Drink A LOT more water
People are chronically dehydrated. Don’t wait until you feel thirsty. When the ???? lost more fluid than it’s taken in, resulting in not having enough water to allow it to perform at optimal level. Drinking water is a vital part of digesting, absorbing and transporting nutrients, which is crucial for good overall physical and mental health. Ignoring that fact can make you sick – kidney problems, dry skin, muscle cramps, headaches, fatigue, swollen feet and arms, high cholesterol, and constipation.
Make sleep a priority
“Sleep is essential for overall health and something we can all try to focus on,” Dr. Lora Shahine at the Pacific NW Fertility and IVF Specialists in Seattle, says. “A minimum of 7-8 hours each night, a pre-bed routine without screens, and making your room cool, quiet, and peaceful are key steps to get started,” she adds. Sleep deprivation affects the brain in a way that makes you want to eat more and not process food efficiently. It sparks a vicious cycle where you are left feeling tired, slowing your metabolism and playing tricks with your hormones.
Detoxing may be a bad idea
You may want to think twice before fasting or resorting to that green juice as your only source of nutrients; there are several dangerous things about detoxing you may not be aware of. After all, such drastic cleansing is not natural. You don’t really know what exactly you’re getting rid of, you’re very likely damaging your liver, you’re starving, you lack electrolytes, and you don’t get enough protein in your body.
Don’t crank up the heater
Avoid cranking up the heat in the house on colder days. You may end up hurting yourself. The heater dries out the air indoors. That can lead to inflamed skin. An acceptable wintertime temperature indoors is 70 degrees for the living room and at least 64 degrees for other rooms, according to the West Midlands Public Health Observatory. Keep a glass of water in the room for some humidity.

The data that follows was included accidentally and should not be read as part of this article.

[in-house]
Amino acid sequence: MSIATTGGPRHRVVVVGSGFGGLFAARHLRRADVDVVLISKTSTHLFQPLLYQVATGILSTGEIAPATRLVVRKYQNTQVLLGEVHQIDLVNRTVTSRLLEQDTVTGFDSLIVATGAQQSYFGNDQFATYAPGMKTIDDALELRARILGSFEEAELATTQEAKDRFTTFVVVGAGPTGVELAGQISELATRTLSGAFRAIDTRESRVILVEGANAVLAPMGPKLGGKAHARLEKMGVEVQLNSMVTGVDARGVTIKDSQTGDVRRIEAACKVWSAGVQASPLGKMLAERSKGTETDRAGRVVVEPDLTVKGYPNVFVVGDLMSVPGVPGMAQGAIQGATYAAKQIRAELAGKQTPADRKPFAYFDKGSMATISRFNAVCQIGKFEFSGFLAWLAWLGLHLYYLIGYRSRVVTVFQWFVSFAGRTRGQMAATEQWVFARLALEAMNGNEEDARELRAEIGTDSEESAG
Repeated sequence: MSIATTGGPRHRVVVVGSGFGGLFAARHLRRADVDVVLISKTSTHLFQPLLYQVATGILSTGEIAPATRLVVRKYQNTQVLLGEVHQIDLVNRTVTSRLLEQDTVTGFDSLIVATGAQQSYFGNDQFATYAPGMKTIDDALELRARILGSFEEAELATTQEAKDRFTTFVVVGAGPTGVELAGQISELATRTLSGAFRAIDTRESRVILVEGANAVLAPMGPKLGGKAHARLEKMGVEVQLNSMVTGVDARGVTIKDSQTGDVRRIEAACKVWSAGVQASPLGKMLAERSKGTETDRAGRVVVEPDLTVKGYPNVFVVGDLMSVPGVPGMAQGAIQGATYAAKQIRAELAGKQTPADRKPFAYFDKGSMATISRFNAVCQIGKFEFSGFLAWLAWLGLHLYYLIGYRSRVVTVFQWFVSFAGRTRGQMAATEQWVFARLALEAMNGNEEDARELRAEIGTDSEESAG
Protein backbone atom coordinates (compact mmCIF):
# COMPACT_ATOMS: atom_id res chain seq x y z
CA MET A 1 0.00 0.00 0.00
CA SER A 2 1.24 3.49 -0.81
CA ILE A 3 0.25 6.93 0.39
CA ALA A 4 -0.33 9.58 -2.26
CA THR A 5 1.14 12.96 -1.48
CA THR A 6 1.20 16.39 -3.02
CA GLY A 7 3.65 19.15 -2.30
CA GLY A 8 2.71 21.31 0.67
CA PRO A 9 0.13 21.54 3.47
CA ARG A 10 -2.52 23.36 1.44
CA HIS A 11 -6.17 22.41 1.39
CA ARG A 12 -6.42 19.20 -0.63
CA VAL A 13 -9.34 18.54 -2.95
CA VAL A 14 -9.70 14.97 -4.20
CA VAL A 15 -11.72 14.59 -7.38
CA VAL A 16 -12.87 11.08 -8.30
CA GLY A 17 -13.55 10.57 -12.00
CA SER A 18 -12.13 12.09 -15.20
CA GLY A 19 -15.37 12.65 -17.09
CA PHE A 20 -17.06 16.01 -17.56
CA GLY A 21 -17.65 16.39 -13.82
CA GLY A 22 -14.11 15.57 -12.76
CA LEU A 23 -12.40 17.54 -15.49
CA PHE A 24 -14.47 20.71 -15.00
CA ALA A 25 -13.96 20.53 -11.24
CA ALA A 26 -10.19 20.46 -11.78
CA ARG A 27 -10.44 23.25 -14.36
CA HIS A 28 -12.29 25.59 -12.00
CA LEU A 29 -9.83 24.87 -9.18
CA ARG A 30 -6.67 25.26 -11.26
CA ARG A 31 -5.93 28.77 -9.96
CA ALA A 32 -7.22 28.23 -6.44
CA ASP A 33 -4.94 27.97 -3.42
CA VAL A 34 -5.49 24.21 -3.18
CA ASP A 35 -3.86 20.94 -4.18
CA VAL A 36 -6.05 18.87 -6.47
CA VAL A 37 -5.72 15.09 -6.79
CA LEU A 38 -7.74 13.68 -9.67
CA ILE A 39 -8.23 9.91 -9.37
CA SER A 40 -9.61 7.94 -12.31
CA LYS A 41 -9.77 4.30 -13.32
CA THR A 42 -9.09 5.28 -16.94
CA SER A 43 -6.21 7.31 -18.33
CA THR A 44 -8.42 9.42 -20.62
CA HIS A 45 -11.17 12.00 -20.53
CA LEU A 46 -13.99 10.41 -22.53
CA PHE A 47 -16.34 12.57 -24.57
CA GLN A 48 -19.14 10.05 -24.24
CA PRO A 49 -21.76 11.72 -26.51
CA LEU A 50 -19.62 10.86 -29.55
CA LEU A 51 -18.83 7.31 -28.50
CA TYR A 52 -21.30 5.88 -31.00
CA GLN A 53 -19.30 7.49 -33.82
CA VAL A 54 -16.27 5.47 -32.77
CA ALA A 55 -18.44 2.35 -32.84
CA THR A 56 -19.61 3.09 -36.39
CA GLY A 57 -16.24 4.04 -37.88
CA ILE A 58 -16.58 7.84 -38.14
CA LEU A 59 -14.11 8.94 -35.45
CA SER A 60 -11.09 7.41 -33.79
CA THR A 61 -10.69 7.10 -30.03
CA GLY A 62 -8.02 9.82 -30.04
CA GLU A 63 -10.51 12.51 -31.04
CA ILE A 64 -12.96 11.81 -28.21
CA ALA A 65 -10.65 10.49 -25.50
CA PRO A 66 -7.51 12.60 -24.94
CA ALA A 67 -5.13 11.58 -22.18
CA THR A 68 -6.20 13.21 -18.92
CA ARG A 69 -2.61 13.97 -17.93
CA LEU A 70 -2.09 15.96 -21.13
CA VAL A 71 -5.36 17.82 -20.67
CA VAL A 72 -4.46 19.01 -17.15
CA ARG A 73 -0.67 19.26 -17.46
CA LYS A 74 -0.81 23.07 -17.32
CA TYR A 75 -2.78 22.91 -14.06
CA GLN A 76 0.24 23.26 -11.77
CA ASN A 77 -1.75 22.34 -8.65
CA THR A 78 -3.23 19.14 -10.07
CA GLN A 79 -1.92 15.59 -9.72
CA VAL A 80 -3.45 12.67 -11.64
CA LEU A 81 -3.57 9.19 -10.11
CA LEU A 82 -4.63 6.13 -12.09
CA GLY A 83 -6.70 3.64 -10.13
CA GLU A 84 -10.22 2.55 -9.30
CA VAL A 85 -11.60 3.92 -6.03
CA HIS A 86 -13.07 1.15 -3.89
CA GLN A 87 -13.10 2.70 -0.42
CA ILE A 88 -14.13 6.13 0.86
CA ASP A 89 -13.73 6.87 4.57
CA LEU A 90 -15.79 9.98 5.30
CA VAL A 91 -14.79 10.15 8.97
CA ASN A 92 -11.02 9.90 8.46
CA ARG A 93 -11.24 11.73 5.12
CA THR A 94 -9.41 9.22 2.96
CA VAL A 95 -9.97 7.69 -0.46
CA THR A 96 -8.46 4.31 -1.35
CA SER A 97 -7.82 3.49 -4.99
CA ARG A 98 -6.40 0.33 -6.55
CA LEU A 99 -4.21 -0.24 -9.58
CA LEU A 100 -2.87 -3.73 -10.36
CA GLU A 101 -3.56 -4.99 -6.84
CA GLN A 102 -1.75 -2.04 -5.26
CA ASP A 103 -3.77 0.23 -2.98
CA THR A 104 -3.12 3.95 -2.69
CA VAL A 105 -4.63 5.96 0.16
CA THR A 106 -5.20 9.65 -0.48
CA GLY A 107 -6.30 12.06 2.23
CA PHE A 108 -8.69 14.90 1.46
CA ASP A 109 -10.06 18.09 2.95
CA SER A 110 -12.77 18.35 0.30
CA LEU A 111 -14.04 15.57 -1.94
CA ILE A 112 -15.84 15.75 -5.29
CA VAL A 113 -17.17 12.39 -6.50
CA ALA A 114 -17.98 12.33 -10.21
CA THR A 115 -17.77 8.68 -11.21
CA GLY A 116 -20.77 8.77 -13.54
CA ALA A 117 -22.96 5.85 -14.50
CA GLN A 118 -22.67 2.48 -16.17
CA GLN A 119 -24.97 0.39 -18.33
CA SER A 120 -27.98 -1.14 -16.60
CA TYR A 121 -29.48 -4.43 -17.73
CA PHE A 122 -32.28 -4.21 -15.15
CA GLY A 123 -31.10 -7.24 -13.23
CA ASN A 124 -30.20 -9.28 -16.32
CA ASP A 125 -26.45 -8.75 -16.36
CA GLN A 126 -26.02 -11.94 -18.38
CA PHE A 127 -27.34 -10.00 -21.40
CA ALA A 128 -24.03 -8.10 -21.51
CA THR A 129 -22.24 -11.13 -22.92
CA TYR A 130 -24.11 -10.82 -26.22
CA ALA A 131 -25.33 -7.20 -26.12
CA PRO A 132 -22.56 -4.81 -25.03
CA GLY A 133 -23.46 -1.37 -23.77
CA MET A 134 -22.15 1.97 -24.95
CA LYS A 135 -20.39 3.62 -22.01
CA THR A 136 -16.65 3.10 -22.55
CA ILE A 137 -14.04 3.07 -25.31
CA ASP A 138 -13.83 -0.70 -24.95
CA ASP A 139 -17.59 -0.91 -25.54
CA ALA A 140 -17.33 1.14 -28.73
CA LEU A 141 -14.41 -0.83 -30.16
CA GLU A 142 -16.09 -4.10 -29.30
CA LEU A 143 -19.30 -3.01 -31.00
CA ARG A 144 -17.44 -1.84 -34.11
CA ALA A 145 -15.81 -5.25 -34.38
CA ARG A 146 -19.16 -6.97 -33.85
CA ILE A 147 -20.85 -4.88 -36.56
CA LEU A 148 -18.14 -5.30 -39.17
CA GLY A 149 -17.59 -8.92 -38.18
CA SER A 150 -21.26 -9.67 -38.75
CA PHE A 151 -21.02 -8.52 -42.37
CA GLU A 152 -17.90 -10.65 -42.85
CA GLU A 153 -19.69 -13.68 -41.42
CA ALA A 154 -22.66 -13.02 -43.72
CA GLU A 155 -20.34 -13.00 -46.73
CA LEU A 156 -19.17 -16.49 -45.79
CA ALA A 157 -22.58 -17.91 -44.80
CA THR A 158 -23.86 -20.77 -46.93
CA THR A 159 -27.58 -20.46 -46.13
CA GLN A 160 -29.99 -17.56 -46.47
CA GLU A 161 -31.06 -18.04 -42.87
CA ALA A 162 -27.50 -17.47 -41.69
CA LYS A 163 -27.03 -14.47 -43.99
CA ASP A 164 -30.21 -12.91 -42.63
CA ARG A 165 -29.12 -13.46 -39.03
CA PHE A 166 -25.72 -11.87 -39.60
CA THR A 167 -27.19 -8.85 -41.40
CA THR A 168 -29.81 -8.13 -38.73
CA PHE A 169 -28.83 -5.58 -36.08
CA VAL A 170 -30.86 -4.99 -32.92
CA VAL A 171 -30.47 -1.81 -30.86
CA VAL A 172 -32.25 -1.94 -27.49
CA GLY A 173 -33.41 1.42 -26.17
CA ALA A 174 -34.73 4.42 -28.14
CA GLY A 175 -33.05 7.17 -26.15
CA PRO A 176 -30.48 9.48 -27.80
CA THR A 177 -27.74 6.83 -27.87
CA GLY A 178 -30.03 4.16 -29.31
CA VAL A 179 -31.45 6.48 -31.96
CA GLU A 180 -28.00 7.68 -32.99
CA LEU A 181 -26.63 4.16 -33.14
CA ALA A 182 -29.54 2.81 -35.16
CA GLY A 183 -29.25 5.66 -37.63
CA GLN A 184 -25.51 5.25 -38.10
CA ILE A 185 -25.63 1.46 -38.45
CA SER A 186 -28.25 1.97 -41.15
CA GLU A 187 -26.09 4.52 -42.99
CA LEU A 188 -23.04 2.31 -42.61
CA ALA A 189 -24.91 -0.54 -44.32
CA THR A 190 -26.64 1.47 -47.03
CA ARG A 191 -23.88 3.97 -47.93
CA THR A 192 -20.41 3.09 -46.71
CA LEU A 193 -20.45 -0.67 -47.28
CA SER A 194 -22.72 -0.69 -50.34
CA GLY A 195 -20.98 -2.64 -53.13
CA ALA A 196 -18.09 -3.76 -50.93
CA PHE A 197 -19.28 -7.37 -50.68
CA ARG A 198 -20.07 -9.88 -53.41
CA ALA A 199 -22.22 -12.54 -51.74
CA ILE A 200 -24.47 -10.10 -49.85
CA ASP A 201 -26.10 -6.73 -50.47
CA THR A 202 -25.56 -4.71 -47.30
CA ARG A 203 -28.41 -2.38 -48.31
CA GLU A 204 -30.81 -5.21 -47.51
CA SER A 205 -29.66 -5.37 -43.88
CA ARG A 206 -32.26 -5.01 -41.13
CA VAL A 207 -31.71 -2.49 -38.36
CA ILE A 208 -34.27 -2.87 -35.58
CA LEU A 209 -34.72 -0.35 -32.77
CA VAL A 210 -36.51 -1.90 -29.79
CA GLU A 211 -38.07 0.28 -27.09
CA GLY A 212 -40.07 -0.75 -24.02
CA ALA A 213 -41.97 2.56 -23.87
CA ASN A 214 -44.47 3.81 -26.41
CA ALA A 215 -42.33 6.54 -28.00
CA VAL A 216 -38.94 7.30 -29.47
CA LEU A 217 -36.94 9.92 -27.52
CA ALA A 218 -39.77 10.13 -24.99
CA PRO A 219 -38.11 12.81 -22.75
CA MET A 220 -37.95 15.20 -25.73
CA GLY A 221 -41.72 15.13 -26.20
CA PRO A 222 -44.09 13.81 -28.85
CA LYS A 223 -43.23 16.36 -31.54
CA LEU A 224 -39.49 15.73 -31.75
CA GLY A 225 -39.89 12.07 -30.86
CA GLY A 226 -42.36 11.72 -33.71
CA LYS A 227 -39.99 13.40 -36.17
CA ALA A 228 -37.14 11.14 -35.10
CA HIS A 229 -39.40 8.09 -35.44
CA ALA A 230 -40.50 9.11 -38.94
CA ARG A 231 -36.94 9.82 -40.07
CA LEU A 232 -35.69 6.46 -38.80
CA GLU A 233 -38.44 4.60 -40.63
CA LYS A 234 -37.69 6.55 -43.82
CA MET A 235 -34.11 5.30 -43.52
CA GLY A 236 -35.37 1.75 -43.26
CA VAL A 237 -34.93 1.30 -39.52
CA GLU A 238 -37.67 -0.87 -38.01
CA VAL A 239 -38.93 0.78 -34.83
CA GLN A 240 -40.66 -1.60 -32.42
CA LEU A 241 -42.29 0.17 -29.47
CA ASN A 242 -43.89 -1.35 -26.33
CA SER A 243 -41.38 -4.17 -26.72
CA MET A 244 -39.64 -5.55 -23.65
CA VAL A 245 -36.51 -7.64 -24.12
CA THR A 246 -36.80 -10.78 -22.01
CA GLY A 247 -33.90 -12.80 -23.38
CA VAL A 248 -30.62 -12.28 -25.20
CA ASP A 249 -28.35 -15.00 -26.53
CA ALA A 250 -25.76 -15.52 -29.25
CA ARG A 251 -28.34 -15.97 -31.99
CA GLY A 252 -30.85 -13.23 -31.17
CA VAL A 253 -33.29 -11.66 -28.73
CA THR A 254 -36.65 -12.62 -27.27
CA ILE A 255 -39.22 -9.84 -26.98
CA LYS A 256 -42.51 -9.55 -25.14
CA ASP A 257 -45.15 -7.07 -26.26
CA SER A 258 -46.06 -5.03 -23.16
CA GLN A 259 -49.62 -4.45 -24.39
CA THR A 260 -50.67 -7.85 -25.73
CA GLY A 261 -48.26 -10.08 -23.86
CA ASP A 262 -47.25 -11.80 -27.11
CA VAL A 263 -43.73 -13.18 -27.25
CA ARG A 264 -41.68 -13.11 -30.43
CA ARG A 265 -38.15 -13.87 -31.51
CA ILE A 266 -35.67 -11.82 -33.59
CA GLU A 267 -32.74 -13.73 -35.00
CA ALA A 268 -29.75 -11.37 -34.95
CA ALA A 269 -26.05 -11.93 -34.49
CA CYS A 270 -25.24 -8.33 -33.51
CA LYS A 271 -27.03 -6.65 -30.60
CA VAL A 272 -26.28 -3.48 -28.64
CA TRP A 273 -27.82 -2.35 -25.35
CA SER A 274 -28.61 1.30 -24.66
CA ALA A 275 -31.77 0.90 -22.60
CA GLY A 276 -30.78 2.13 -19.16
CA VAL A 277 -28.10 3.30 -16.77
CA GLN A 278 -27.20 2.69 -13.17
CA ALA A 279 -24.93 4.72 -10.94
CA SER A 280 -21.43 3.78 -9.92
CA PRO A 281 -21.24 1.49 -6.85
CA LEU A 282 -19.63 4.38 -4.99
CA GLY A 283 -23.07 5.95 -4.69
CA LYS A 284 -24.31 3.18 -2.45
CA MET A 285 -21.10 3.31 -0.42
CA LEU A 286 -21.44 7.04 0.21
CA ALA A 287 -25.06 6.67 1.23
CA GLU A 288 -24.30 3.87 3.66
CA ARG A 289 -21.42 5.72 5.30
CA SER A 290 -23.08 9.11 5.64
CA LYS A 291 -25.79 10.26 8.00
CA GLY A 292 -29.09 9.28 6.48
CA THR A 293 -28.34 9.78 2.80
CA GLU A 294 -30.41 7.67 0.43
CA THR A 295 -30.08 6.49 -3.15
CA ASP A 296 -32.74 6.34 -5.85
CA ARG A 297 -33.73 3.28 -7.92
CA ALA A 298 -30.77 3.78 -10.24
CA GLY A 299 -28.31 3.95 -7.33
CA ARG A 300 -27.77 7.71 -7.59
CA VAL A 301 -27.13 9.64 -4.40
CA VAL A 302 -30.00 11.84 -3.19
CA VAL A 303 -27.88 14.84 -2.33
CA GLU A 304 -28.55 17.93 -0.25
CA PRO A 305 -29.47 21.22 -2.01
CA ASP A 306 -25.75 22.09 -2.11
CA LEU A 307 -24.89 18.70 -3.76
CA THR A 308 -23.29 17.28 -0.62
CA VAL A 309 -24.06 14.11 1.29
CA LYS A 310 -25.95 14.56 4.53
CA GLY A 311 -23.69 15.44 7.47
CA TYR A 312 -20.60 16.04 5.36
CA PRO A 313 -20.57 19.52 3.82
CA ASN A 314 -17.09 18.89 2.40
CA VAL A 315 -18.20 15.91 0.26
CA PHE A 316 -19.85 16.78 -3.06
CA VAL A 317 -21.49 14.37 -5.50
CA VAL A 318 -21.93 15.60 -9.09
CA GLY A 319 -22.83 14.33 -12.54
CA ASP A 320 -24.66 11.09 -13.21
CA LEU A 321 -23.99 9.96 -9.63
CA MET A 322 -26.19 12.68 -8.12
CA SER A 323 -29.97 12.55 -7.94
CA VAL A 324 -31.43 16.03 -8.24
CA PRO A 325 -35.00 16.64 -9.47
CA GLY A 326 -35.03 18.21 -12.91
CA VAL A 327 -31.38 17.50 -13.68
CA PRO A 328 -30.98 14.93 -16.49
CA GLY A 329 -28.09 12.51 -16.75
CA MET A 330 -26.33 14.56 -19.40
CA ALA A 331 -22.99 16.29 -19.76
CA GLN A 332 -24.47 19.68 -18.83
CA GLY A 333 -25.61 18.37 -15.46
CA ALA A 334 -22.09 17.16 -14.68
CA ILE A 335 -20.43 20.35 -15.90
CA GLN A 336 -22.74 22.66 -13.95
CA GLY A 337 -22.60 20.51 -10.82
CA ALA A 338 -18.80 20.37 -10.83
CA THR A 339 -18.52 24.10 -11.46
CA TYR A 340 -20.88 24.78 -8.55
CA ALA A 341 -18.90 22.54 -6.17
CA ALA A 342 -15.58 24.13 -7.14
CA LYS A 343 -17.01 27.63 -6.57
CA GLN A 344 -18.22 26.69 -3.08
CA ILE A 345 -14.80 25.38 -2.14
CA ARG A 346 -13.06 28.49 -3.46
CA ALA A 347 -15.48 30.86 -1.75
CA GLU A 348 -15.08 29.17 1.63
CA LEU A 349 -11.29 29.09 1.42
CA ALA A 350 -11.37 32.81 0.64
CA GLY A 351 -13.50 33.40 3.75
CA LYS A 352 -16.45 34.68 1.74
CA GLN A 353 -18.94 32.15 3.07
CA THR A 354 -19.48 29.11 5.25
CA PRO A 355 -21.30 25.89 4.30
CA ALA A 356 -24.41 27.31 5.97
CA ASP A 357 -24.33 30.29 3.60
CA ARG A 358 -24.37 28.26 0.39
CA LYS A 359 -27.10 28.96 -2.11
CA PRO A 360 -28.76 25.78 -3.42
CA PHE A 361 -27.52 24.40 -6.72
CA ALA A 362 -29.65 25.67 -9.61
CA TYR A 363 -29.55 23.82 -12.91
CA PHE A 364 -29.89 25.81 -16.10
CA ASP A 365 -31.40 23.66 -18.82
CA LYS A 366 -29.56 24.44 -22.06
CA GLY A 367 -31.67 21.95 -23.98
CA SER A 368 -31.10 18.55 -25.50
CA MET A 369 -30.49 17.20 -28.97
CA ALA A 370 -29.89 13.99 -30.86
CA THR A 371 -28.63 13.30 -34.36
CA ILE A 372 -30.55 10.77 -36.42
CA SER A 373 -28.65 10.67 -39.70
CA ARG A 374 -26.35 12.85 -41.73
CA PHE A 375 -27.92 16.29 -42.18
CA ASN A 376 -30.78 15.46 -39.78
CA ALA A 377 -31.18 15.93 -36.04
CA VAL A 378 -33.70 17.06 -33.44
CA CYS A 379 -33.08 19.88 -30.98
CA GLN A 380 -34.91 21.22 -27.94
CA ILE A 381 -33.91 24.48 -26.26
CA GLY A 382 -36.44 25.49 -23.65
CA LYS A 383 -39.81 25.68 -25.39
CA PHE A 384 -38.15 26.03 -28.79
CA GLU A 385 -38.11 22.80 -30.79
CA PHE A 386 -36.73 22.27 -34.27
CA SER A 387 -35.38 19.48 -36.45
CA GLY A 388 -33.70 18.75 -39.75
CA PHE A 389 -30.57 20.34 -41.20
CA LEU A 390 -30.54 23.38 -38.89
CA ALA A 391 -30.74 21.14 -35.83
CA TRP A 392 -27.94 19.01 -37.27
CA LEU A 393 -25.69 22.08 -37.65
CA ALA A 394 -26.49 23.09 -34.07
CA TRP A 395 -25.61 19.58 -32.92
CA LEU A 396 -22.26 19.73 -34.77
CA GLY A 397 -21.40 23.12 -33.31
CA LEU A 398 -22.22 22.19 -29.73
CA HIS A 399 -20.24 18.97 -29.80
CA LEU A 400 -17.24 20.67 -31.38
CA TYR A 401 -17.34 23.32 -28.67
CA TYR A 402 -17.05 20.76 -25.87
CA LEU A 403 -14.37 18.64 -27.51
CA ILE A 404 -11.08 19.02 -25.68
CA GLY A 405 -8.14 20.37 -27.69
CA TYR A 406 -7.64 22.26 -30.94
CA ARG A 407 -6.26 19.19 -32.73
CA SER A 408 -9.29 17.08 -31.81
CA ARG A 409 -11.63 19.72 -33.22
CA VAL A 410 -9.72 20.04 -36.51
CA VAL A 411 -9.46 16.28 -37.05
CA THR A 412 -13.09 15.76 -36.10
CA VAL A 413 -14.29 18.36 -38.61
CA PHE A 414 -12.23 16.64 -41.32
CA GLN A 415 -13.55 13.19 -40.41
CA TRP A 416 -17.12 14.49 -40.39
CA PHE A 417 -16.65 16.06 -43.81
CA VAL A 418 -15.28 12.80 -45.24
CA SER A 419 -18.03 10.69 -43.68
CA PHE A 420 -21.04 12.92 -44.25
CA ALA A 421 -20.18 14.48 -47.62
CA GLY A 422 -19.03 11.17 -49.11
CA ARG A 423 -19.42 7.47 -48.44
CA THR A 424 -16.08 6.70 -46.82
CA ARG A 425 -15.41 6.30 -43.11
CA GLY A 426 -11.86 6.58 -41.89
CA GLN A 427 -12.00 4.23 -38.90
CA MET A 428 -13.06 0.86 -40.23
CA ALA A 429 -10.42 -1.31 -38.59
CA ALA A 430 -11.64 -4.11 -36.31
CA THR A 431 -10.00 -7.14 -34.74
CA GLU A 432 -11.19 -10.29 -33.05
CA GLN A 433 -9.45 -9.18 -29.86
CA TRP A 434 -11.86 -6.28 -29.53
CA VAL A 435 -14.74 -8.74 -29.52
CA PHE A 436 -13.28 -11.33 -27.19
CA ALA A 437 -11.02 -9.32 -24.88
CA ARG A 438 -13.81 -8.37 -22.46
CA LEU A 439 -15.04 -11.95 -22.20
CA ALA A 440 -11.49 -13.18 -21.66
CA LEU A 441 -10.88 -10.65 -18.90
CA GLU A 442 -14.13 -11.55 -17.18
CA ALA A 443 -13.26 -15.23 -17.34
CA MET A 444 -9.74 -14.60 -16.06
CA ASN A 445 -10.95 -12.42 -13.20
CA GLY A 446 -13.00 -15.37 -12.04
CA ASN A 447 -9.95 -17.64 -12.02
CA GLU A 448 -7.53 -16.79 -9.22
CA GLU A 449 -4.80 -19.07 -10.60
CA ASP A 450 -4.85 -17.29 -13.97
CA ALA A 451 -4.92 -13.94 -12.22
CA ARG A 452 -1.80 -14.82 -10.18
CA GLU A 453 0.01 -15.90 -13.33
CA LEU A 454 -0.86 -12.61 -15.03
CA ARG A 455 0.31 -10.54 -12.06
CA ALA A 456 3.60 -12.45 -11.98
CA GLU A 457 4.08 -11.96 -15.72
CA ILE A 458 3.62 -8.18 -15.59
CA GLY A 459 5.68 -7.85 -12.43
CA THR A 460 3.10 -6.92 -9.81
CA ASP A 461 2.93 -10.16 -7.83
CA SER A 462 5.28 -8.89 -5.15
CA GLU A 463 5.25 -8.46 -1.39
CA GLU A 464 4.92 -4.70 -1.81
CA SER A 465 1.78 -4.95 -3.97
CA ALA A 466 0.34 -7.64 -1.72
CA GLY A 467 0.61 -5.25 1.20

Don’t wear headphones too much
Elderly people are often labeled as having hearing problems. They usually come with age but sometimes they appear due to environmental factors. Wearing headphones for more than an hour a day can be a cause as well. It’s important to not overdo it and keep the volume down. Sound is delivered directly into the ear canal, very close to the eardrum. Over time that quickens the kind of hearing loss linked to age.
Turn off the TV
A study has linked prolonged television viewing with an increased risk of type 2 diabetes, cardiovascular disease, and all-cause mortality. Also, televisions and other electronic devices emit blue light, which affects the levels of the sleep-inducing melatonin more than any other wavelength. Another problem is what you’re watching. Chances are a movie or a late show that you find will be more stimulating than relaxing, keeping you awake, which has many side effects, including weight gain.
Don’t wash you face too often
Washing your face twice a day is more than enough, with an extra time before and after exercising. Soaps, especially the alkaline ones, can really dry your skin by removing all of its natural oils. This makes the skin itchy, very irritating and prone to breakouts. Wipes and cleansers are not a much better option. The oils in the skin are crucial for its health because they keep it supple.
Floss every day
Flossing is an easy way to add years to your life. A meta-analysis of studies examining the impact of flossing on interproximal caries, found that regular (5 days per week) flossing resulted in a statistically significant reduction in interproximal caries, according to the American Dental Association. It adds that flossing can significantly reduce periodontal disease and cavity-causing bacteria that trigger inflammation, which can cause the arteries to swell.
Pay attention to your skin
There are two peaks in skin cancer, according to Dr. Elizabeth Hale, senior vice president of the Foundation and board-certified dermatologist – In women younger than 40 and older men. Possibly due to increased exposure to the sun, men older than 50 have a higher risk of developing melanoma than the general population, according to AAD. In 2016, it is estimated that 10,130 deaths will be attributed to melanoma — 6,750 men and 3,380 women. “Men have the highest mortality because they often detect the cancer in later stages,” Dr. Hale adds. “Women tend to get their skin checked more often, leading to early detection.”
Put the phone away
The number of cell phone calls per day, the length of each call, and the amount of time people use cell phones have increased. But improvements in cell phone technology have resulted in devices that have lower power outputs, according to the American Cancer Institute. Still, a digital detox is one of the best ways to truly relax your body and mind and recharge. Cell phones can interfere with your sleep and can lead to neck and back pain from hunching over to use the devices.
Make time to travel
“Travel is the only thing you buy that makes you richer.” Looking forward to something is an exciting feeling. Planning a big trip, for example, can only boost your happiness and research supports that theory. Keeping your mind active and preoccupied with joyful concerns keeps negative thoughts away. Traveling also keeps you concentrated on something that brings you positive emotions.